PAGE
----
Rainwater catchment

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Are any of you using a rainwater catchment system? I would like to read about your experiences, even if you use only a single barrel. I've read many books and on-line articles for how-to info, but precious little about real world, in-use experience.

-- Jerry (neljer@txcyber.com), January 14, 2001


Jerry- I use 4 55-gallon barrels around my house. I do not have gutters (yet), so the system is a bit primitive. I place the barrels under the roof valleys to catch whatever water runs off that way. They fill up very quickly (house is 2000 sq. ft.- did the math once to figure out roof sq. footage, but don't have the figures handy). I have screens over the tops of the barrels to keep mosquitoes out. I have a drip hose attached to the bottom of each barrel so that I can water the foundation plantings around the house. The roof is metal, so I don't worry much about toxins, etc in the water. Check out this website for info about water catchment, etc: http://www.rdrop.com/users/krishna/

-- Elizabeth (ekfla@aol.com), January 14, 2001.

Thanks Elizabeth. I'm reminded of a fella who had a small house, more of a shelter really, with too small of a roof surface to produce much water. Short on roof but long on ingenuity, he rigged several tarps to capture enough water for his needs. This is, of course what sailboat folks do at sea.

-- Jerry (neljer@txcyber.com), January 15, 2001.

We are looking forward to collecting rainwater this year..had a new metal roof and oversized gutters put on and plan on getting one of those heavy plastic livestock tanks, put it up on a platform so that the drain hose is more accessable and use the water for the garden as well as livestock. Although water from the County is pretty cheap here in NE Alabama ($10/month)...we eventually hope to learn more about rainwater collection with a sand/charcol filter for all of our needs. God bless.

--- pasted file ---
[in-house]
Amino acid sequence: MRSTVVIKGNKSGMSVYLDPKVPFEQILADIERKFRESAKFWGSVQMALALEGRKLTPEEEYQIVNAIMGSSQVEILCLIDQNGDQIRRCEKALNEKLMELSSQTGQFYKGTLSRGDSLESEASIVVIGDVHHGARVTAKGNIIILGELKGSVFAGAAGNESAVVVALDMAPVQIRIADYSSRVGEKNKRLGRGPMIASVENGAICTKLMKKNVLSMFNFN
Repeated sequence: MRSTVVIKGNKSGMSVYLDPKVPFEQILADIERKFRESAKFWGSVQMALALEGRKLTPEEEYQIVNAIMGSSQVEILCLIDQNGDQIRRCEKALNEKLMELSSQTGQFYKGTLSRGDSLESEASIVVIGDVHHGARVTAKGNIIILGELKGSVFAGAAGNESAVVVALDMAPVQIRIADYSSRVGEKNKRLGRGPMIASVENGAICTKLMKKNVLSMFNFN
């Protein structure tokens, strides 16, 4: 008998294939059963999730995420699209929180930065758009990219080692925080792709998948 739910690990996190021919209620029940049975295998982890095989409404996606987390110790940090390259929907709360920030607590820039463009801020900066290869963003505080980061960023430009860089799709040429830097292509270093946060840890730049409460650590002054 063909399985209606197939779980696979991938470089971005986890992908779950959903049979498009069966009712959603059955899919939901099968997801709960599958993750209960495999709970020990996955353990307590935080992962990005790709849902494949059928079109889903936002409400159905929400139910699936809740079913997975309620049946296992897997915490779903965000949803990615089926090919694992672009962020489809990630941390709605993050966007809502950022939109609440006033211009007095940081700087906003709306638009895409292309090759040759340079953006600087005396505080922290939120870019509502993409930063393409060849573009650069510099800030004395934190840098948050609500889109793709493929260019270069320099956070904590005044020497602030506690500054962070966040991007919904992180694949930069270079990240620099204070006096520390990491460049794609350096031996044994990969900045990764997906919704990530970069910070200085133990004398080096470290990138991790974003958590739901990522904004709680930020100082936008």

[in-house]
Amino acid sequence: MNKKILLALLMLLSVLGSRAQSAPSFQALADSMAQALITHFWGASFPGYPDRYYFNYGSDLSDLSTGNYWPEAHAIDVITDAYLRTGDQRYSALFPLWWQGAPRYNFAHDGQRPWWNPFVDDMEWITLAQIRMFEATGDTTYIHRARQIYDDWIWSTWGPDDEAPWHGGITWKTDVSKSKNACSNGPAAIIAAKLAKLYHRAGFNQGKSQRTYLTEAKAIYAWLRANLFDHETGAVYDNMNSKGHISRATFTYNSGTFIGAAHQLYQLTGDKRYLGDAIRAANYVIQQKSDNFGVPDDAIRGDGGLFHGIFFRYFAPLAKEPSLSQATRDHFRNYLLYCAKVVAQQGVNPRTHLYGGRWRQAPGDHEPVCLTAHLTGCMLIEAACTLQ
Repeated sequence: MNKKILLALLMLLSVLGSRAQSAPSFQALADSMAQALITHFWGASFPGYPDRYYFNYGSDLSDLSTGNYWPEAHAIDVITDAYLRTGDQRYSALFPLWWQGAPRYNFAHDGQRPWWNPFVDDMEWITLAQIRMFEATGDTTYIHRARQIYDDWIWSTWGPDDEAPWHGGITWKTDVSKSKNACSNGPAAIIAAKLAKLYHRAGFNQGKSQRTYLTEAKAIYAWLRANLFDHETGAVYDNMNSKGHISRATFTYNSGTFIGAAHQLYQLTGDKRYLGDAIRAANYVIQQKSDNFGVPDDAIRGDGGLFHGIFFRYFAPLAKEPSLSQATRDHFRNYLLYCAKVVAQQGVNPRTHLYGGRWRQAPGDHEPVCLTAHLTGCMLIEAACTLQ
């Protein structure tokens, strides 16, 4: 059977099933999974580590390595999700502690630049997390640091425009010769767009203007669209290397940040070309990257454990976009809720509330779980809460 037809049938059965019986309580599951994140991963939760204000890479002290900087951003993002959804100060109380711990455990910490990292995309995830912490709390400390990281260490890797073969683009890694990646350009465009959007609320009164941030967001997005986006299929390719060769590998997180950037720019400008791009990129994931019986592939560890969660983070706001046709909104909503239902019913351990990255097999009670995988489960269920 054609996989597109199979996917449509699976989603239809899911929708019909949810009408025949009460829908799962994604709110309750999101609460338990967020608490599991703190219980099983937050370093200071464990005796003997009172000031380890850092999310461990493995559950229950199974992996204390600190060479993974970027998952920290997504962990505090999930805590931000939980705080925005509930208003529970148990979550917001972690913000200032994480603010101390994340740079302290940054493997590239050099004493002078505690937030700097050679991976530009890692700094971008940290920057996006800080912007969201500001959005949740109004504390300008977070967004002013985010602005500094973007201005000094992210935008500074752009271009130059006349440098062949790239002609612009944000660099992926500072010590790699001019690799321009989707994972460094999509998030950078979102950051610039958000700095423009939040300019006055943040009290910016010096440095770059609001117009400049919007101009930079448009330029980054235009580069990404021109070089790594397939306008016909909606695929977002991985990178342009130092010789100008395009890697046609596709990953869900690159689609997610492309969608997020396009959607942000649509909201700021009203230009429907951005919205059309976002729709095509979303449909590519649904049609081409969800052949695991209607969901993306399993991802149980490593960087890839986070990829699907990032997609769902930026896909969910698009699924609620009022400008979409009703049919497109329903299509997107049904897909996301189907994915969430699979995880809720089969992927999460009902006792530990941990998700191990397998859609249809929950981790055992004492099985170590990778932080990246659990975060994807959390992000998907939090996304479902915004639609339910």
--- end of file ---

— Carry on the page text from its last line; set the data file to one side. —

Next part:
-- Lesley (martchas@bellsouth.net), January 15, 2001.

We are in Southeast Ohio. I have a 425 gallon tank, thi kind that is used to haul water in a full size pick-up truck. In front of my house there is a concrete pourch, full length across the front of the house and 7 ft. wide. At one end I set up six steel drums with a pallet on top for a deck, and then placed the tank on top of that. The bottom of the tank is 3 ft.+ off of the floor, for flow and has a valve near the bottom of the tank.

The porch has a roof, and the house roof above the porch also drains onto the porch roof. That roof has spouting that is directed into the holding tank. I use a screen to catch bigger pieces of unwanted things that might end up in the water like leaves, or chips of paint from the roof. We do not drink this water but we do everything else with it, dishes , laundry, bathing and so on.